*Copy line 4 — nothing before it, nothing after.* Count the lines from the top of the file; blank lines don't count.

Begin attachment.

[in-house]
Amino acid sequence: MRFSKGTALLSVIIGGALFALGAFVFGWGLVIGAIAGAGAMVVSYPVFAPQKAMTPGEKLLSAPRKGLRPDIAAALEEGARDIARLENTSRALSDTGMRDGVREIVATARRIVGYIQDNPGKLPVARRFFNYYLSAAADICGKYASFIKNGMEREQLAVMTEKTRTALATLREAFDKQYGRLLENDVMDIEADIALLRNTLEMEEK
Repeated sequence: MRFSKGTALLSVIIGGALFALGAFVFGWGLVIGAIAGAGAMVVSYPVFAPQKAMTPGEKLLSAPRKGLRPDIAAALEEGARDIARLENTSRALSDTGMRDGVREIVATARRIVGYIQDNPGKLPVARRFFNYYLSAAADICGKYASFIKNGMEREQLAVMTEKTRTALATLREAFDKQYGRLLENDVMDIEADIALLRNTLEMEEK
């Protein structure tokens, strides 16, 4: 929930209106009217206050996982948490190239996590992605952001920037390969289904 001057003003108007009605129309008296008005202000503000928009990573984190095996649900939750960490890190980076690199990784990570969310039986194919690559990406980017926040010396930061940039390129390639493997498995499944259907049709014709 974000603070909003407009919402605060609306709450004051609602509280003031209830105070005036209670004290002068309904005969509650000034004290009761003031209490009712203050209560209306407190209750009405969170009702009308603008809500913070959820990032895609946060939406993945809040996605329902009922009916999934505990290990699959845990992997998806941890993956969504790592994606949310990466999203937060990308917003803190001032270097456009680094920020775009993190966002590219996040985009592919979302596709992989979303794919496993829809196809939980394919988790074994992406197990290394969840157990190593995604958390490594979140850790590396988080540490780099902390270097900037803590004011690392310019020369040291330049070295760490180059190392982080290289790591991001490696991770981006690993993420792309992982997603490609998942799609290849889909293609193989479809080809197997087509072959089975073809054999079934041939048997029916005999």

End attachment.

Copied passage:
């Protein structure tokens, strides 16, 4: 929930209106009217206050996982948490190239996590992605952001920037390969289904 001057003003108007009605129309008296008005202000503000928009990573984190095996649900939750960490890190980076690199990784990570969310039986194919690559990406980017926040010396930061940039390129390639493997498995499944259907049709014709 974000603070909003407009919402605060609306709450004051609602509280003031209830105070005036209670004290002068309904005969509650000034004290009761003031209490009712203050209560209306407190209750009405969170009702009308603008809500913070959820990032895609946060939406993945809040996605329902009922009916999934505990290990699959845990992997998806941890993956969504790592994606949310990466999203937060990308917003803190001032270097456009680094920020775009993190966002590219996040985009592919979302596709992989979303794919496993829809196809939980394919988790074994992406197990290394969840157990190593995604958390490594979140850790590396988080540490780099902390270097900037803590004011690392310019020369040291330049070295760490180059190392982080290289790591991001490696991770981006690993993420792309992982997603490609998942799609290849889909293609193989479809080809197997087509072959089975073809054999079934041939048997029916005999």